More than 400 people are slated to attend the Taylor Law 50th anniversary conference, co-sponsored by the ILR School’s Scheinman Institute, on May 10-11 at the Desmond Hotel and Conference Center in Albany.
The Taylor Law, passed by the New York State Legislature as the Public Employees' Fair Employment Act and signed by Gov. Nelson Rockefeller, went into effect Sept 1, 1967. It covered 900,000 employees and has impacted millions of workers during the past 50 years.
“The Taylor Law has been central to the development of labor relations in the public sector in New York for the past 50 years,” Associate Professor Ariel Avgar said.
“At the heart of the Taylor Law’s public policy objective is to balance the interests of public sector employees while also safeguarding the needs and interests of the public. As part of this balancing act, the Taylor Law established dispute resolution procedures to assist labor and management in case of impasse.”
“The 50th anniversary of the law provides an opportunity for the public sector labor relations community in New York state, labor, management, neutrals and scholars, to engage in meaningful discussions around the law’s contributions and consequences with an eye toward its role in a dramatically changing landscape,” Avgar said.
The theme of the Taylor Law at 50 conference, co-sponsored by ILR, the Public Employment Relations Board and the New York State Bar Association, is “Bright Spots and Pressure Points.”
“In keeping with this theme, the conference will provide participants with a comprehensive overview of the law and its varied effects on public sector labor relations and the many affected stakeholders,” Avgar said.
“The ILR School and the Public Employment Relations Board have a long tradition of collaborating around issues related to public sector labor relations and view this conference as another opportunity to work together in advancing scholarship, policy and practice,” Avgar said.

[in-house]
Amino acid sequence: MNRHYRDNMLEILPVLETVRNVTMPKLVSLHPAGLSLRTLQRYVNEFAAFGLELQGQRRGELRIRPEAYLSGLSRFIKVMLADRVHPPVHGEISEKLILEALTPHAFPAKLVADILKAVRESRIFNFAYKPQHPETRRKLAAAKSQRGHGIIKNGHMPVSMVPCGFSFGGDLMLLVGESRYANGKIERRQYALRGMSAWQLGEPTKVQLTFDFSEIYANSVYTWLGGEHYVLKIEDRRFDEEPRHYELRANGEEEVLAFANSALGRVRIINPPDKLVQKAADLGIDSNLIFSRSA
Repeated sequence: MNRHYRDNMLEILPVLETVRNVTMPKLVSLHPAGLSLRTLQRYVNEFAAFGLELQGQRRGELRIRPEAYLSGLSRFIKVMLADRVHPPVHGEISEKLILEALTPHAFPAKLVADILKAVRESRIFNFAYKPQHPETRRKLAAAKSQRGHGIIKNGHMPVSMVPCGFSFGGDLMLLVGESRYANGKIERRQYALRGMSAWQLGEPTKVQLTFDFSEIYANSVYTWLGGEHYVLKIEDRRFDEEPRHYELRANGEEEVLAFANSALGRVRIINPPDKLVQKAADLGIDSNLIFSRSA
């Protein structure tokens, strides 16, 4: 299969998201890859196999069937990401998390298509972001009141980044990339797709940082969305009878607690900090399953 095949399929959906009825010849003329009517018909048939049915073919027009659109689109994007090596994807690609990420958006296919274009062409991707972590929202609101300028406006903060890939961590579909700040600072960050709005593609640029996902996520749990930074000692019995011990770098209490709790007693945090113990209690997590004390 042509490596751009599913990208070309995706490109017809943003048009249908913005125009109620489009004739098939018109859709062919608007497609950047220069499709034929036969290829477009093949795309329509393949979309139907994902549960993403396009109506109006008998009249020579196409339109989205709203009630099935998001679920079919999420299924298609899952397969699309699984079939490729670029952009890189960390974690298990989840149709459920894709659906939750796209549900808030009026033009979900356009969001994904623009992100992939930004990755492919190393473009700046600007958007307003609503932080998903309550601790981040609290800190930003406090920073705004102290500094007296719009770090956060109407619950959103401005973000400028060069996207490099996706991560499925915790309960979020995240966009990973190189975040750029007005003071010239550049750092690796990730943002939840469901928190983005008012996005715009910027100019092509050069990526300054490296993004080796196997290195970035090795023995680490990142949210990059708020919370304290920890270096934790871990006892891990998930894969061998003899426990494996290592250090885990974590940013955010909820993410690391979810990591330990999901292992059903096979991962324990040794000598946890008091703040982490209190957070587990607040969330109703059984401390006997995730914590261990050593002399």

ILR research has included a focus on understanding the impact of the law over the past five decades. Ronald Donovan of the ILR extension faculty covered the early development of the Taylor Law by traveling region to region. His insights were documented in his book, “Administering the Taylor Law: Public Employee Relations in New York”.
The 50th anniversary program will include a panel of former chairs of the Public Employment Relations Board. They will reflect on their tenures and the meaning of the Taylor Law.
Keynote addresses will be delivered by Harry Katz, ILR’s Jack Sheinkman Professor of Collective Bargaining and Scheinman Institute director, and Professor Cynthia Estlund, Catherine A. Rein Professor of Law, New York University School of Law.
Katz said, “Grassroots-led teacher strikes in West Virginia. Oklahoma and Arizona remind us how critical it is to get the regulation of public sector labor relations right, adding to the timely nature of this conference.”